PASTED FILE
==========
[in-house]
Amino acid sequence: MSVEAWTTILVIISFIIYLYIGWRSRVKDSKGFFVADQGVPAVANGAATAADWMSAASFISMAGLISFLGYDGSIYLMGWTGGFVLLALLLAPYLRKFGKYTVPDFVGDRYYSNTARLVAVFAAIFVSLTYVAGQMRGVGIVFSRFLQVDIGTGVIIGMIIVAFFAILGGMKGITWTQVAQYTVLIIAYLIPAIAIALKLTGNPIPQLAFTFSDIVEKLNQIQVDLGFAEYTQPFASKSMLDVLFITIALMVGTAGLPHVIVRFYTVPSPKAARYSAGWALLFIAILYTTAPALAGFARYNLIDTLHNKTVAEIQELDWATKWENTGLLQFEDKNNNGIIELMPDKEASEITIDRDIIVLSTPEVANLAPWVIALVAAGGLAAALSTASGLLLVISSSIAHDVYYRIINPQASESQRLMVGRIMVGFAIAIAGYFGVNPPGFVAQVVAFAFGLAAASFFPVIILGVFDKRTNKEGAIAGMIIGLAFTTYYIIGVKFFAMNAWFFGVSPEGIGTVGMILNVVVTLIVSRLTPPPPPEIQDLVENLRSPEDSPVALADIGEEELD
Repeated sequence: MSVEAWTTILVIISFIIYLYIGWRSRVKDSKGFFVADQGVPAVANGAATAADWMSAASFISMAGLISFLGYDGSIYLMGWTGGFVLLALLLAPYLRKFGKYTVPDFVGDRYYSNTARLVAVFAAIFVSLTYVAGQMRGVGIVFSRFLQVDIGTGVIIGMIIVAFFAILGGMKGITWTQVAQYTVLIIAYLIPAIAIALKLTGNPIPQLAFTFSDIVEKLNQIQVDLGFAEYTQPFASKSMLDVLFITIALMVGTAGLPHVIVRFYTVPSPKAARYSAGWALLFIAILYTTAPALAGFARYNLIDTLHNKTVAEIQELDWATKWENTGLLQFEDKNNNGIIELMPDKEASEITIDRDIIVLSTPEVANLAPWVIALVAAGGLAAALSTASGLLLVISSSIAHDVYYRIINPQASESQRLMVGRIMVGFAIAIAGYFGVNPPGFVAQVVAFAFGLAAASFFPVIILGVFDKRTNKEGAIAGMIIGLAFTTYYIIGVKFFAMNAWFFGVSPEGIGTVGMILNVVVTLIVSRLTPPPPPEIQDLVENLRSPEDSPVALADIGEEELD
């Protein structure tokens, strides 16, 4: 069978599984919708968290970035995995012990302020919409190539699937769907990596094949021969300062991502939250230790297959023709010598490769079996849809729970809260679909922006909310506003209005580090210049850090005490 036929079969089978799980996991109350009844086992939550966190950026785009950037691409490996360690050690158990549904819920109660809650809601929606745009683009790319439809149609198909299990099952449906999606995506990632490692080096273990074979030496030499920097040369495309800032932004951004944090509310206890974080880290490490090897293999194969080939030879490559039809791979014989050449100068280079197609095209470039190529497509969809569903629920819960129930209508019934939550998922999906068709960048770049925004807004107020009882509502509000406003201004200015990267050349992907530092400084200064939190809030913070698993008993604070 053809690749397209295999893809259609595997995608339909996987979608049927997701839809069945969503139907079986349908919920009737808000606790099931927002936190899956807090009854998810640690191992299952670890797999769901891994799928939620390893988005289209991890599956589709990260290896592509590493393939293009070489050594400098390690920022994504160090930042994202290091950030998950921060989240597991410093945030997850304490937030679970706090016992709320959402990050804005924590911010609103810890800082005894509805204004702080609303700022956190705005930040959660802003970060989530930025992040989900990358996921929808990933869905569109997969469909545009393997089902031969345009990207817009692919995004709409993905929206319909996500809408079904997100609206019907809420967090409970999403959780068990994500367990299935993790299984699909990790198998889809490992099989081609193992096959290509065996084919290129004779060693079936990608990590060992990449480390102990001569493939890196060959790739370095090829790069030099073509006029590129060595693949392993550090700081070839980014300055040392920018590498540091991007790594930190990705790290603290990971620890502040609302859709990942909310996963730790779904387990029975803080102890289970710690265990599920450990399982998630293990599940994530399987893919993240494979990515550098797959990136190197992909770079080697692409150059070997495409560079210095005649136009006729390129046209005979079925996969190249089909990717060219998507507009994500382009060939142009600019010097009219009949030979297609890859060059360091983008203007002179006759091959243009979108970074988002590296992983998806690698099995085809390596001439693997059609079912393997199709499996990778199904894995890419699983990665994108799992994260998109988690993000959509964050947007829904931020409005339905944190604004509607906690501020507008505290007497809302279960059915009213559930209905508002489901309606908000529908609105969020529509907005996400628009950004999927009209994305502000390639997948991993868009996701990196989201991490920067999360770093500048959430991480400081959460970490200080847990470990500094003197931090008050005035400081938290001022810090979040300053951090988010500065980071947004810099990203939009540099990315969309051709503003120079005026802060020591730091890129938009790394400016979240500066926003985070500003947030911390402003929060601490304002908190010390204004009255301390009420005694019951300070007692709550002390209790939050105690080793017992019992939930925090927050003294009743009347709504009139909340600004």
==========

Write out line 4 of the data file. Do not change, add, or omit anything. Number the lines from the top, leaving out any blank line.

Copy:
């Protein structure tokens, strides 16, 4: 069978599984919708968290970035995995012990302020919409190539699937769907990596094949021969300062991502939250230790297959023709010598490769079996849809729970809260679909922006909310506003209005580090210049850090005490 036929079969089978799980996991109350009844086992939550966190950026785009950037691409490996360690050690158990549904819920109660809650809601929606745009683009790319439809149609198909299990099952449906999606995506990632490692080096273990074979030496030499920097040369495309800032932004951004944090509310206890974080880290490490090897293999194969080939030879490559039809791979014989050449100068280079197609095209470039190529497509969809569903629920819960129930209508019934939550998922999906068709960048770049925004807004107020009882509502509000406003201004200015990267050349992907530092400084200064939190809030913070698993008993604070 053809690749397209295999893809259609595997995608339909996987979608049927997701839809069945969503139907079986349908919920009737808000606790099931927002936190899956807090009854998810640690191992299952670890797999769901891994799928939620390893988005289209991890599956589709990260290896592509590493393939293009070489050594400098390690920022994504160090930042994202290091950030998950921060989240597991410093945030997850304490937030679970706090016992709320959402990050804005924590911010609103810890800082005894509805204004702080609303700022956190705005930040959660802003970060989530930025992040989900990358996921929808990933869905569109997969469909545009393997089902031969345009990207817009692919995004709409993905929206319909996500809408079904997100609206019907809420967090409970999403959780068990994500367990299935993790299984699909990790198998889809490992099989081609193992096959290509065996084919290129004779060693079936990608990590060992990449480390102990001569493939890196060959790739370095090829790069030099073509006029590129060595693949392993550090700081070839980014300055040392920018590498540091991007790594930190990705790290603290990971620890502040609302859709990942909310996963730790779904387990029975803080102890289970710690265990599920450990399982998630293990599940994530399987893919993240494979990515550098797959990136190197992909770079080697692409150059070997495409560079210095005649136009006729390129046209005979079925996969190249089909990717060219998507507009994500382009060939142009600019010097009219009949030979297609890859060059360091983008203007002179006759091959243009979108970074988002590296992983998806690698099995085809390596001439693997059609079912393997199709499996990778199904894995890419699983990665994108799992994260998109988690993000959509964050947007829904931020409005339905944190604004509607906690501020507008505290007497809302279960059915009213559930209905508002489901309606908000529908609105969020529509907005996400628009950004999927009209994305502000390639997948991993868009996701990196989201991490920067999360770093500048959430991480400081959460970490200080847990470990500094003197931090008050005035400081938290001022810090979040300053951090988010500065980071947004810099990203939009540099990315969309051709503003120079005026802060020591730091890129938009790394400016979240500066926003985070500003947030911390402003929060601490304002908190010390204004009255301390009420005694019951300070007692709550002390209790939050105690080793017992019992939930925090927050003294009743009347709504009139909340600004």